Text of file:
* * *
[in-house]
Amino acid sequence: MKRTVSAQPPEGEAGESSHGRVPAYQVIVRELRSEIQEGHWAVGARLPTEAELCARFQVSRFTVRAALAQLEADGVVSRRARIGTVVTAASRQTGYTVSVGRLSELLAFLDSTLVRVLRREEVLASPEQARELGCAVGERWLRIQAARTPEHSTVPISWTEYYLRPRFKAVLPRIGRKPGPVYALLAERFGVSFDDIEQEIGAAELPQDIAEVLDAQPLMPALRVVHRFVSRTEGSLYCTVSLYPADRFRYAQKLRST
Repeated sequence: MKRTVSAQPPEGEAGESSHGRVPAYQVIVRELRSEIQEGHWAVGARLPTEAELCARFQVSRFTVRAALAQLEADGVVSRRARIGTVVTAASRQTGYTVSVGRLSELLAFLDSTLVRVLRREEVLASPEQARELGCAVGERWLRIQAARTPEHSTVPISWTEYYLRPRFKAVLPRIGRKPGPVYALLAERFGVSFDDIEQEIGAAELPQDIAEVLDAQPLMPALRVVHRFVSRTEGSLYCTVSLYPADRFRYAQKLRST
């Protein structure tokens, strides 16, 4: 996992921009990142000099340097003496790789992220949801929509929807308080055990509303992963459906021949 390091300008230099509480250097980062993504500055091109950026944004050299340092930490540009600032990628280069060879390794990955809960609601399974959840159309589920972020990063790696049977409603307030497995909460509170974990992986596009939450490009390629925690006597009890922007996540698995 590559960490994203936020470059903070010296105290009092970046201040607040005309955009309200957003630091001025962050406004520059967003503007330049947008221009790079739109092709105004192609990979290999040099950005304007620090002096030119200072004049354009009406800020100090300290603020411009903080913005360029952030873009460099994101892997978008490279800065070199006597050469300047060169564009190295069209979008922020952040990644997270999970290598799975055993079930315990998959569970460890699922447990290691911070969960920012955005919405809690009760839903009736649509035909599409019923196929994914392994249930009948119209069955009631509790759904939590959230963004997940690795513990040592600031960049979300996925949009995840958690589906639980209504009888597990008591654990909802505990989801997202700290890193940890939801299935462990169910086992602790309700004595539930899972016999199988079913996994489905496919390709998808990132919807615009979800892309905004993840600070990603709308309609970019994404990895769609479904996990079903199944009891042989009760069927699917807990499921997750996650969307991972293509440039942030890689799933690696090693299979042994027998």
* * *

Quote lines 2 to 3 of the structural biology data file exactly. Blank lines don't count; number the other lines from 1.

Amino acid sequence: MKRTVSAQPPEGEAGESSHGRVPAYQVIVRELRSEIQEGHWAVGARLPTEAELCARFQVSRFTVRAALAQLEADGVVSRRARIGTVVTAASRQTGYTVSVGRLSELLAFLDSTLVRVLRREEVLASPEQARELGCAVGERWLRIQAARTPEHSTVPISWTEYYLRPRFKAVLPRIGRKPGPVYALLAERFGVSFDDIEQEIGAAELPQDIAEVLDAQPLMPALRVVHRFVSRTEGSLYCTVSLYPADRFRYAQKLRST
Repeated sequence: MKRTVSAQPPEGEAGESSHGRVPAYQVIVRELRSEIQEGHWAVGARLPTEAELCARFQVSRFTVRAALAQLEADGVVSRRARIGTVVTAASRQTGYTVSVGRLSELLAFLDSTLVRVLRREEVLASPEQARELGCAVGERWLRIQAARTPEHSTVPISWTEYYLRPRFKAVLPRIGRKPGPVYALLAERFGVSFDDIEQEIGAAELPQDIAEVLDAQPLMPALRVVHRFVSRTEGSLYCTVSLYPADRFRYAQKLRST